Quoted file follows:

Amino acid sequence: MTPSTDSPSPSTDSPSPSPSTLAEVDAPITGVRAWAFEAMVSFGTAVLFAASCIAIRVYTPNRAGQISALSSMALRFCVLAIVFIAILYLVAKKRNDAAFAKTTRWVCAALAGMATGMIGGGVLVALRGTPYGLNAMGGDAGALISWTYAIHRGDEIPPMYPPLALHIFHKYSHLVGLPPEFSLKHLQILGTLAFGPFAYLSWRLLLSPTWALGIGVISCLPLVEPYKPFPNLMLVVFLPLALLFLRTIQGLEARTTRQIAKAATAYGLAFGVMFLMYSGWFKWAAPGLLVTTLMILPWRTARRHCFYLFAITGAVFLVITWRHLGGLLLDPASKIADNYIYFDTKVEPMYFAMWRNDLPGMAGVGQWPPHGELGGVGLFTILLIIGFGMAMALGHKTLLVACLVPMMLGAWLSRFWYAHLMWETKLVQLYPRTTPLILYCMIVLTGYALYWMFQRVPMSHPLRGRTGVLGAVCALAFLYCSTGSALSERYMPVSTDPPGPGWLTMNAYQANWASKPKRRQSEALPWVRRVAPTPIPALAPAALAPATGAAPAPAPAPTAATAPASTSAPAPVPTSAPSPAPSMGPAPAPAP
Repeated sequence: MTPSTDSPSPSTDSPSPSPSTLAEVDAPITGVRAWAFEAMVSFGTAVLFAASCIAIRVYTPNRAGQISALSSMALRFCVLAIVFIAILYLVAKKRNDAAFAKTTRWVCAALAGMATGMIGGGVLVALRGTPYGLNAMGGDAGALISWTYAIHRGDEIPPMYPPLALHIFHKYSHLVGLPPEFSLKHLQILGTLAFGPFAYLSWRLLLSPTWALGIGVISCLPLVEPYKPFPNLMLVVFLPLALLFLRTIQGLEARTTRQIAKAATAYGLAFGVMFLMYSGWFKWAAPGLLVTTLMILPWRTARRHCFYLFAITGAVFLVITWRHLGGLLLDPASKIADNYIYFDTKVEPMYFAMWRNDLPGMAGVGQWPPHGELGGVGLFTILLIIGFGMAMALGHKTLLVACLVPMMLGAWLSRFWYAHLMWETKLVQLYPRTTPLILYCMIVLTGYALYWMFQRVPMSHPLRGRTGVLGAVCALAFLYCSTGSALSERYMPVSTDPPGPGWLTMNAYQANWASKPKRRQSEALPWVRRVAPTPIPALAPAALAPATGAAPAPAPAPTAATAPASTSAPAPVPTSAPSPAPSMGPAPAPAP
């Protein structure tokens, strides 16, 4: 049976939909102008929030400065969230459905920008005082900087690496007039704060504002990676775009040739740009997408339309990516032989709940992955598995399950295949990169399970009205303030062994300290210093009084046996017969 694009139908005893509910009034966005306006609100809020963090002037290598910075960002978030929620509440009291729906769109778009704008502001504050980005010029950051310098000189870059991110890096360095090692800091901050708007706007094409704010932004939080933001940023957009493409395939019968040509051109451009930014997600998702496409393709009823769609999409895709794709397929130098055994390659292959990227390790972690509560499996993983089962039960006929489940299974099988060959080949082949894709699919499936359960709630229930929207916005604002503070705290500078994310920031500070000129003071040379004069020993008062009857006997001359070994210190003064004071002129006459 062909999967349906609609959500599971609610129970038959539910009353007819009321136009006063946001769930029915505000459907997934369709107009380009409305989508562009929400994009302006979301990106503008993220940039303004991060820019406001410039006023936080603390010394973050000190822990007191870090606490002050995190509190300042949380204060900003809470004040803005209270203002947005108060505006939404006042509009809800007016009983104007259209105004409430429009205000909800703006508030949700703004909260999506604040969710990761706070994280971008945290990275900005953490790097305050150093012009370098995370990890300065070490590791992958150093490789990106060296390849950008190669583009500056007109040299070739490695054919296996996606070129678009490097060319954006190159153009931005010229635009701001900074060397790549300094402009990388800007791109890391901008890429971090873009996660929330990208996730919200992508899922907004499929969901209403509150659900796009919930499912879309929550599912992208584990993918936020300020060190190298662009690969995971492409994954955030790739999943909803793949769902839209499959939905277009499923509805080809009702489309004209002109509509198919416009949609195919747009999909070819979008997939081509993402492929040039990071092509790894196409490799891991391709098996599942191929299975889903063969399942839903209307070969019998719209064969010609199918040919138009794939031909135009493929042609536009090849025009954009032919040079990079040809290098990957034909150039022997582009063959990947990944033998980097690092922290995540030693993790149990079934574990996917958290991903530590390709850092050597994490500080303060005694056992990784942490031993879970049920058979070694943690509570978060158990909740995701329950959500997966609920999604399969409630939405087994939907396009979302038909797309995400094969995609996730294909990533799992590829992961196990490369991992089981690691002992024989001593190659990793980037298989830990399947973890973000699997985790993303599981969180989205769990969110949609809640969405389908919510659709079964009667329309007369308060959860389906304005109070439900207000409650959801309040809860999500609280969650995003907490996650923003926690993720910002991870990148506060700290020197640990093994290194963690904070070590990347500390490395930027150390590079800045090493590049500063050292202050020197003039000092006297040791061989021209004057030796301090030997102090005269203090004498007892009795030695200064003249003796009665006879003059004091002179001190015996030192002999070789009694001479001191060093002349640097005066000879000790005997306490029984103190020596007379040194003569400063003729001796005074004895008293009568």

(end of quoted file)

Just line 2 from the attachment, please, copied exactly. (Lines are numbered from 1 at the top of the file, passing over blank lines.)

Repeated sequence: MTPSTDSPSPSTDSPSPSPSTLAEVDAPITGVRAWAFEAMVSFGTAVLFAASCIAIRVYTPNRAGQISALSSMALRFCVLAIVFIAILYLVAKKRNDAAFAKTTRWVCAALAGMATGMIGGGVLVALRGTPYGLNAMGGDAGALISWTYAIHRGDEIPPMYPPLALHIFHKYSHLVGLPPEFSLKHLQILGTLAFGPFAYLSWRLLLSPTWALGIGVISCLPLVEPYKPFPNLMLVVFLPLALLFLRTIQGLEARTTRQIAKAATAYGLAFGVMFLMYSGWFKWAAPGLLVTTLMILPWRTARRHCFYLFAITGAVFLVITWRHLGGLLLDPASKIADNYIYFDTKVEPMYFAMWRNDLPGMAGVGQWPPHGELGGVGLFTILLIIGFGMAMALGHKTLLVACLVPMMLGAWLSRFWYAHLMWETKLVQLYPRTTPLILYCMIVLTGYALYWMFQRVPMSHPLRGRTGVLGAVCALAFLYCSTGSALSERYMPVSTDPPGPGWLTMNAYQANWASKPKRRQSEALPWVRRVAPTPIPALAPAALAPATGAAPAPAPAPTAATAPASTSAPAPVPTSAPSPAPSMGPAPAPAP